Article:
Low calcium intake and low estrogen levels at menopause are suggested as the main cause of osteoporosis. However a cross cultural perspective finds that this is not true. A study shows that osteoporosis is less prevalent in countries where calcium intake is much lower than that in US. The calcium intake among Japanese is just 540 mg as compared to 1200 mg among Americans; still their hip fracture rate is half. Research shows that hip fracture rate is highest in countries where people have the highest calcium intake.
Most women experience low estrogen levels at menopause but all do not experience osteoporosis. Low bone density and ongoing bone loss can be detected with tests though osteoporotic fracture cannot be predicted. The test measures the bone mass of various areas of the body and detects high bone breakdown prior to a fracture. But they are unable to predict fractures. This is because nearly half the women suffering from osteoporotic fracture may not have “osteoporotic” bone density. They may have moderately low bone density called osteopenia, or normal bone density. Therefore, women with good bone density should also undertake a strong bone building program.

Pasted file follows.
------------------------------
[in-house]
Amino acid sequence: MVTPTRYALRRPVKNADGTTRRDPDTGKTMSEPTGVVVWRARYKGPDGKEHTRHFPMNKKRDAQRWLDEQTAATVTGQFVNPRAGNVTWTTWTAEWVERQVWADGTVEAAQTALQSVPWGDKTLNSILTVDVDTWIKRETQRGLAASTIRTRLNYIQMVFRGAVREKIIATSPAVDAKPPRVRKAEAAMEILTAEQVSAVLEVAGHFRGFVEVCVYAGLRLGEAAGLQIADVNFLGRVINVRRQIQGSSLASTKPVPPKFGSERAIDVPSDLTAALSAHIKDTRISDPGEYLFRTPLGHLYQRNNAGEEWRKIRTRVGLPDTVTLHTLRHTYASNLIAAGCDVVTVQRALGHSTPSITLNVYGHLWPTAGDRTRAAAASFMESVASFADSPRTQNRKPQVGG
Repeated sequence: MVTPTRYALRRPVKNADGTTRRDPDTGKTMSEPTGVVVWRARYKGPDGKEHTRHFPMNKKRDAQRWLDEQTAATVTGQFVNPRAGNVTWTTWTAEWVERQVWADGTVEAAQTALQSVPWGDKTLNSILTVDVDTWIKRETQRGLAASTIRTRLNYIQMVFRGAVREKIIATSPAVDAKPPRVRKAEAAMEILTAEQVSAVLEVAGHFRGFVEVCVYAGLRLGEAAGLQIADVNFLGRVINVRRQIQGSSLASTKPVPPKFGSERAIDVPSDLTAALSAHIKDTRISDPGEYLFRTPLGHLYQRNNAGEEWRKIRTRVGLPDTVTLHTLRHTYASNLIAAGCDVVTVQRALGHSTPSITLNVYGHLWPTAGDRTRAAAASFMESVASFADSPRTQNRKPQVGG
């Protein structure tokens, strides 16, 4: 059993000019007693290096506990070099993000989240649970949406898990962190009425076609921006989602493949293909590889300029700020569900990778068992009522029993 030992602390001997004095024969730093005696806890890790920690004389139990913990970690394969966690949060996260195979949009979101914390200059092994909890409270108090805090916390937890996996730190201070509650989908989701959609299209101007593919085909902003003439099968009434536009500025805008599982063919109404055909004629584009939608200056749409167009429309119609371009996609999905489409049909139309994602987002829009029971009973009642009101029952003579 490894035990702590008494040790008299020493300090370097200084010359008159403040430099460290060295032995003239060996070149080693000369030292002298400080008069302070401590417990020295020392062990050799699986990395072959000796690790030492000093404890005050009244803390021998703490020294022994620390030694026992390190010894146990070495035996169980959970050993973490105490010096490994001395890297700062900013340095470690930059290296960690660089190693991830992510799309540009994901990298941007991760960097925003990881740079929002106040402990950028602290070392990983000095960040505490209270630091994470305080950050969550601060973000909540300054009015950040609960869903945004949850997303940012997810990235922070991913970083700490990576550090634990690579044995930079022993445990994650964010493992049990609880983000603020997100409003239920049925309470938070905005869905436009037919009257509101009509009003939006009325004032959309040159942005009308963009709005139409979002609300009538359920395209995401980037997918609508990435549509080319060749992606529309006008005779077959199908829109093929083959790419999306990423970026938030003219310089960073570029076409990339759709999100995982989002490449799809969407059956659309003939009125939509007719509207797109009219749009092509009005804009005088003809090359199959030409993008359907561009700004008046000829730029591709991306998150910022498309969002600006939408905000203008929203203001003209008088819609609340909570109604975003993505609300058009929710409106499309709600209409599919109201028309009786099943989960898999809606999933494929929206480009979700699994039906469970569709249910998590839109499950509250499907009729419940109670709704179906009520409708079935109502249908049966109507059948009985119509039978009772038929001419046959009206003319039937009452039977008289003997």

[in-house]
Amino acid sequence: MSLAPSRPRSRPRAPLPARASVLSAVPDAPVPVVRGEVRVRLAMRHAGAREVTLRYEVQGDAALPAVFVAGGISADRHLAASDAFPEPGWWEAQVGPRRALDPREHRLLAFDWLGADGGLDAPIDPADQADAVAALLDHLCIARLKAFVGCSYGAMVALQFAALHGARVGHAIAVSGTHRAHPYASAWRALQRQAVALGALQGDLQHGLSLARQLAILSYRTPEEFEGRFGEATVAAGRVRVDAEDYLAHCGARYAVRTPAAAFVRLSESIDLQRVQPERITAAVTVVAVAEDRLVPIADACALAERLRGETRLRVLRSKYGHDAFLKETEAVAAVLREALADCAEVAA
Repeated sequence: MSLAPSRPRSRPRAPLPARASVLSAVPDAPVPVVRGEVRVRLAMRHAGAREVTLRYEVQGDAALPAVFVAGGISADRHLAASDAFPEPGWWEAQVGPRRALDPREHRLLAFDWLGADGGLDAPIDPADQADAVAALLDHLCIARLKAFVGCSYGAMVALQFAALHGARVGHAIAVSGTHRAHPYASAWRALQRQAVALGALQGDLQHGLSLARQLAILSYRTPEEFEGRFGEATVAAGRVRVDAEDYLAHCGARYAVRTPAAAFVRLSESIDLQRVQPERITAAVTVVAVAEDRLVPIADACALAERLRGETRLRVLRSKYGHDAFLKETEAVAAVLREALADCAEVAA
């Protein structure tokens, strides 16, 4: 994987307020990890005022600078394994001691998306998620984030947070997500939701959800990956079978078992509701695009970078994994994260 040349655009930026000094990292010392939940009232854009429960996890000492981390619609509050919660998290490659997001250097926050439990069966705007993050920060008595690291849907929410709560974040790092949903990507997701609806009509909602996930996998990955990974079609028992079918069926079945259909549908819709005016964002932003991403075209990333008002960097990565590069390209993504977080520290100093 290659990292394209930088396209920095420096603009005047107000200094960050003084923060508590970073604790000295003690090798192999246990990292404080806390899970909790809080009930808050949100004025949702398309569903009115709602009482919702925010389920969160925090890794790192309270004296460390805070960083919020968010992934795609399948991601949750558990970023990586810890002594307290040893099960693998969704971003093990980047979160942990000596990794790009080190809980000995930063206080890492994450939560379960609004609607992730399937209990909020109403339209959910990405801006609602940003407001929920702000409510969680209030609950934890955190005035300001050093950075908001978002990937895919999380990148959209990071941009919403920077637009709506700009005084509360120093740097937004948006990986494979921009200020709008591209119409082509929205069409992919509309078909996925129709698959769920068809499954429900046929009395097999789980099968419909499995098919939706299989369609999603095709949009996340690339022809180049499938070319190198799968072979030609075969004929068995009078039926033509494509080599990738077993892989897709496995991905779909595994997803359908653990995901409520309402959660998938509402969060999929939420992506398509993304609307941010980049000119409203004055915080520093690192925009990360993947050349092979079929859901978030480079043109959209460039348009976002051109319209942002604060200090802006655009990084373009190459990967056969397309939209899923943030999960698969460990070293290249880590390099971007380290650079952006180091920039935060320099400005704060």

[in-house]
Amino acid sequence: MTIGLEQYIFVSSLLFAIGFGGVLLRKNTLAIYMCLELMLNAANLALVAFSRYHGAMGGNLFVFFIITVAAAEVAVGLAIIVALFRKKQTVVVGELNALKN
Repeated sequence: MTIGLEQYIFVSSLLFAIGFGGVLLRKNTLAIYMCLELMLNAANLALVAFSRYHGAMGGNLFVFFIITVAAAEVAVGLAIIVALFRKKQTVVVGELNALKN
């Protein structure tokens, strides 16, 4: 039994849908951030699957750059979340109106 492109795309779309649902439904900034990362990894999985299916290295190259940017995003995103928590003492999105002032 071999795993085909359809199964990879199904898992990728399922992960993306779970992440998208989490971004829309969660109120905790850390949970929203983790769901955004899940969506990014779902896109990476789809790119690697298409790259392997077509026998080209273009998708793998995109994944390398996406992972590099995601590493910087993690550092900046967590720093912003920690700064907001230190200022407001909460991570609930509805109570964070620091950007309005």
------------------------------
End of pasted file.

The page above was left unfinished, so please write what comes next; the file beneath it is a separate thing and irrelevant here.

Actually bone depleting factors are understood to be the main cause of osteoporotic fractures. There are many bone depleting factors that combine to cause the fracture. Thus, cause of osteoporosis will vary from person to person. So would the treatment and prevention. Each case has to be analyzed separately to form the individual program. However, nutrition supplement therapy, lifestyle modifications, dietary improvements and exercise are some good bone strengthening tools.
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